For those who believe that the key to lowering the political temperature in the Middle East lies in snuffing out the pilot light on the Israeli-Palestinian conflict, Senator Obama's otherwise transcendent race speech offered little of his trademark hope.
A view "that sees the conflicts in the Middle East as rooted primarily in the actions of stalwart allies like Israel instead of emanating from the perverse and hateful ideologies of radical Islam," as he characterized that of Reverend Jeremiah Wright, is "profoundly distorted." Once again, whatever you may think of them, Israel's policies toward Palestine were accepted as Bible.
In fact, though, there's a brewing discontent with Obama on the part of Israel hard-liners. The American Spectator's Robert Goldberg recently unearthed a 2003 interview with Obama's military adviser and national campaign co-chairman, Tony McPeak, already in the news for comparing Bill Clinton's campaign tactics to McCarthyism. The conservative and Israeli press have jumped all over it.
The comment deemed most controversial came in answer to the question of what was holding up the Israeli-Palestinian peace process. McPeak replied: "New York City. Miami We have a large vote. . . here in favor of Israel. And no politician wants to run against it."
Instead of using cities with large Jewish populations as code words, he'd have been better off using the word "Jews." But read the rest of article to see if McPeak's comments warrant Goldberg's conclusion that "Obama has a Jewish problem."
"Obama can issue all the boilerplate statements supporting Israel's right to defend itself he wants," Goldberg writes. "But until he accepts responsibility for allowing people like McPeak so close to his quest for the presidency, Obama's sincerity and judgment will remain open questions."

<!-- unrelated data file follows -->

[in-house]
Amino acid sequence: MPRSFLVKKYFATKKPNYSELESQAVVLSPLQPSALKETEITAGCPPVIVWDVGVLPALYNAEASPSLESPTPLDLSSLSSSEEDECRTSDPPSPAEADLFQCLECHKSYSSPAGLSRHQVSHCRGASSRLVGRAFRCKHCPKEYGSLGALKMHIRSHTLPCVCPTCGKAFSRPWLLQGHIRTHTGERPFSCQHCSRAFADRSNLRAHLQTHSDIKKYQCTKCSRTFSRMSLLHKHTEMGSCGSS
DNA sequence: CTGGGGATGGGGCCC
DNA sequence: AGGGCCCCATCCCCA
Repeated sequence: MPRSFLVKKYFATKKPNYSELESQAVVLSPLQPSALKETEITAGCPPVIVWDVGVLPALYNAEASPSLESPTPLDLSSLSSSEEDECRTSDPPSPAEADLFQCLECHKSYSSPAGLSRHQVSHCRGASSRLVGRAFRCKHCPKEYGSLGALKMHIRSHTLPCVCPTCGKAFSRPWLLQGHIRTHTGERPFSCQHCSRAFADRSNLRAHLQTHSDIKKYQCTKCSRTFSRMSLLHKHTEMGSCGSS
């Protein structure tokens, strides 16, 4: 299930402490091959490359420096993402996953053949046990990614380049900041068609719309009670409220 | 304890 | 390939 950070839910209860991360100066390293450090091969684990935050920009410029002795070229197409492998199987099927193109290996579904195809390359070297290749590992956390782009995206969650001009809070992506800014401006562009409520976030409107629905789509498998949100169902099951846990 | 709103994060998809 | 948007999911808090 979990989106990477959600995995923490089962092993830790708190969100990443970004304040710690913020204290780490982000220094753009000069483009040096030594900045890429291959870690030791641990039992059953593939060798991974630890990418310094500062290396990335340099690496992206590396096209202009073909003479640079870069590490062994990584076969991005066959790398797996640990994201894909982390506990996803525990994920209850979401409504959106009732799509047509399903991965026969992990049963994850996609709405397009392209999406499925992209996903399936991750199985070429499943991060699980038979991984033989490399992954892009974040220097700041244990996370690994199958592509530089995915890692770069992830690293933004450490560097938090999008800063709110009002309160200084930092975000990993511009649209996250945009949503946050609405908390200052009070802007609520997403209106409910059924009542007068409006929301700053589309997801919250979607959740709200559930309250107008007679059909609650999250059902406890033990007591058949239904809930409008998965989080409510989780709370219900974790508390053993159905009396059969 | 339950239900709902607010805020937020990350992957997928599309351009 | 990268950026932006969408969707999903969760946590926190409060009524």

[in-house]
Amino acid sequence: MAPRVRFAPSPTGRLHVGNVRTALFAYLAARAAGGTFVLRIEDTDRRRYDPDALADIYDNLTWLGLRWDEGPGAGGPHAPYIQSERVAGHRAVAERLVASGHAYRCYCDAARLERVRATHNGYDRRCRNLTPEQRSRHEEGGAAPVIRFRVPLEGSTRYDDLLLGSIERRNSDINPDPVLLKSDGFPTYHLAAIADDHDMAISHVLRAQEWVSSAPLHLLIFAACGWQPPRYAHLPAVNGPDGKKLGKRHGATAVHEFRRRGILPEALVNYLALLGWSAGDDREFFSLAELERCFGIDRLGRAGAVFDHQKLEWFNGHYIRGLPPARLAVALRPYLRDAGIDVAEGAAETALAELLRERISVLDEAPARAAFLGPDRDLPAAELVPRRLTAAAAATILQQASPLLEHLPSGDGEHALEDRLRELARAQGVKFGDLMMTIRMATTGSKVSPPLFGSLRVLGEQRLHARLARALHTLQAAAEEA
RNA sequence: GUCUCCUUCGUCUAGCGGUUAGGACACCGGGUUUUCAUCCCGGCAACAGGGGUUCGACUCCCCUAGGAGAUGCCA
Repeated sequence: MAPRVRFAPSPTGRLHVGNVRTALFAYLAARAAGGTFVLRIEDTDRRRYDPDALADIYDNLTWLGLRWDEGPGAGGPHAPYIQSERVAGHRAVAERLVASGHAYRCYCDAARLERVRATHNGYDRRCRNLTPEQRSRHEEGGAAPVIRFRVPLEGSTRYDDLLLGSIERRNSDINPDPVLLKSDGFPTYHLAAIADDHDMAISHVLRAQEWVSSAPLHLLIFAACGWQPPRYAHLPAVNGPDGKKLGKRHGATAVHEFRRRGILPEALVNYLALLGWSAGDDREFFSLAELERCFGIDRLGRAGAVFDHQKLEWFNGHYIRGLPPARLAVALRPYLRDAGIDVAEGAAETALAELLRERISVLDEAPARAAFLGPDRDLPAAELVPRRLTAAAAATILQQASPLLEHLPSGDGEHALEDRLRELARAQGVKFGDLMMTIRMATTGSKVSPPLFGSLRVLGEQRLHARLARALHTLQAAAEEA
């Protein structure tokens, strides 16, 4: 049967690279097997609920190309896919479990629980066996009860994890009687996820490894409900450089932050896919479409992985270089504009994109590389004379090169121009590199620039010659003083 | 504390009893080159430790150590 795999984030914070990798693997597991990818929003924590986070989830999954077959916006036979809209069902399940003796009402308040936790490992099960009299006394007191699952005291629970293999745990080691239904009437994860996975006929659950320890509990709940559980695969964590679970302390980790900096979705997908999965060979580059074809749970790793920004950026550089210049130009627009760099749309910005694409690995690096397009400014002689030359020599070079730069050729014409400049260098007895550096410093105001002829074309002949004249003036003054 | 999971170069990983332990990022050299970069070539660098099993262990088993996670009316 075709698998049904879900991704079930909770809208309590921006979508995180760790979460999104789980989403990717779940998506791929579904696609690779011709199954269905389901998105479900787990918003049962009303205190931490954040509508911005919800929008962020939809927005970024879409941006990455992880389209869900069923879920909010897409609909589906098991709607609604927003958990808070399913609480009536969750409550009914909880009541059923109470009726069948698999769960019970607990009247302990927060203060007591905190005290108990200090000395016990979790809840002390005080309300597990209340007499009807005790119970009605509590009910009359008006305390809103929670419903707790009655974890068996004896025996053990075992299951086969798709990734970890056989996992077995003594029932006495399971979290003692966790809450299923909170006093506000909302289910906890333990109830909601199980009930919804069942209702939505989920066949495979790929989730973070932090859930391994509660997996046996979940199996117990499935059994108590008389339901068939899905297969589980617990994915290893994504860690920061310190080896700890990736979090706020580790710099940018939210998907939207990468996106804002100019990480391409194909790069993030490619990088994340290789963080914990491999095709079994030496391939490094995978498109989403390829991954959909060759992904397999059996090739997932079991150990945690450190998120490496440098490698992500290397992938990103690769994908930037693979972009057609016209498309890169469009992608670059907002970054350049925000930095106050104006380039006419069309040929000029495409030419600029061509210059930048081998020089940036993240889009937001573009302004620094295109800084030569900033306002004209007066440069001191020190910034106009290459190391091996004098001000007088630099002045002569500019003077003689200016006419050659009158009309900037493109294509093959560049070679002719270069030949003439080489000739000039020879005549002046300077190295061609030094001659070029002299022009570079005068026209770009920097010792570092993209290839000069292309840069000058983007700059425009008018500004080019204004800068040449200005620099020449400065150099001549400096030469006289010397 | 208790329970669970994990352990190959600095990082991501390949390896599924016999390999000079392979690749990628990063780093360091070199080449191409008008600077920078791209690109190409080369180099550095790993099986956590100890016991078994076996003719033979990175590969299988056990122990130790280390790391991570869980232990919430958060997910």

The Obama campaign dissociated itself from McPeak's statements. Still, the issue is not about to go away. Scott McConnell provides the background in an American Conservative piece titled "Obama's Israel Test: Is the lobby losing its grip?"
"On the surface, the tie between Barack Obama and Israel's establishment supporters is warm and comfortable," he writes. Last year, speaking at AIPAC's annual conference, Obama declared that "Israel was America's 'strongest ally' in the region [and] assured his listeners that he would neither 'drag' Israel to the negotiating table nor 'dictate' what would be best for the Jewish state's security."
But, Ed Lasky, editor of the neocon site American Thinker, who was present at the AIPAC speech, was unconvinced. McConnell quotes him: "[Obama's] speech was desultory. . . . lacking the spirit and energy that are. . . [his] trademark. He clearly seemed to be going through the motions." That's not inconceivable since, successful as his online fundraising has been, Obama is less reliant on organizations like AIPAC than candidates have traditionally been.
Israel hard-liners have harbored concerns about Obama since his attendance at a 1998 dinner where the late advocate for Palestinian self-determination, Professor Edward Said, gave a speech. In fact, a picture of Obama engaged in conversation with Said foreshadowed Rev. Wright's YouTube clips. Couple that with a 2000 picture of Said poised to throw a rock across the Lebanon-Israel border in the general vicinity of Israeli soldiers and you have a synergy made in hell.
Regarding Wright, though, the "Anti-Defamation League says it has no evidence of any anti-Semitism" on his part, as Jodi Kantor reported in her 2007 New York Times article on Obama's faith. Like Wright's denunciation of the US, Said's throw is considered by cooler heads to be a heat-of-the-moment aberration. In fact, Said, one of the two-state solution's first proponents, not only called for Palestinians' rights of self-determination, but respected the Zionist claim to land.
Obama, meanwhile, also draws fire from Israel hard-liners for other advisors besides McPeak with whom he surrounds himself. For example, McConnell writes, former national security advisor Zbigniew Brzezinski who "for three decades. . . has quietly advocated that the United States take the initiative in outlining its vision of a Palestinian-Israeli settlement."
But the most bitter pill of all for Israel hard-liners to swallow is who might replace them at Obama's table: the new breed of conciliatory Jews -- those who "support a two-state-solution [and] have long taken a backseat to AIPAC and the neoconservatives." In other words, to the hard-liners, traitors to their own kind.
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